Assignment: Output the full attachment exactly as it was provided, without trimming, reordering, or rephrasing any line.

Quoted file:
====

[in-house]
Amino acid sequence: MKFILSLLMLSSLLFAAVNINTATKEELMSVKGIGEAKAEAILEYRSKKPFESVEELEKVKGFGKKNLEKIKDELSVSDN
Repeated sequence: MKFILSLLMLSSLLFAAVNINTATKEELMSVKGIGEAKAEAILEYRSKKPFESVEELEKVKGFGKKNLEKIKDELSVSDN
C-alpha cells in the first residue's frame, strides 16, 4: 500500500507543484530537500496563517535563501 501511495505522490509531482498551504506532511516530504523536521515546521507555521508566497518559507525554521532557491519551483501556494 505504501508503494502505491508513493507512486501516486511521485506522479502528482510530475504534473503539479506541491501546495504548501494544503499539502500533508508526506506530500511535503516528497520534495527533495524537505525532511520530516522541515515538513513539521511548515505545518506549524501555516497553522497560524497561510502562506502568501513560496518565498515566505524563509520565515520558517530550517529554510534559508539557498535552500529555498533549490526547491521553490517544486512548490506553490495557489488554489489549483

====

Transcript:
[in-house]
Amino acid sequence: MKFILSLLMLSSLLFAAVNINTATKEELMSVKGIGEAKAEAILEYRSKKPFESVEELEKVKGFGKKNLEKIKDELSVSDN
Repeated sequence: MKFILSLLMLSSLLFAAVNINTATKEELMSVKGIGEAKAEAILEYRSKKPFESVEELEKVKGFGKKNLEKIKDELSVSDN
C-alpha cells in the first residue's frame, strides 16, 4: 500500500507543484530537500496563517535563501 501511495505522490509531482498551504506532511516530504523536521515546521507555521508566497518559507525554521532557491519551483501556494 505504501508503494502505491508513493507512486501516486511521485506522479502528482510530475504534473503539479506541491501546495504548501494544503499539502500533508508526506506530500511535503516528497520534495527533495524537505525532511520530516522541515515538513513539521511548515505545518506549524501555516497553522497560524497561510502562506502568501513560496518565498515566505524563509520565515520558517530550517529554510534559508539557498535552500529555498533549490526547491521553490517544486512548490506553490495557489488554489489549483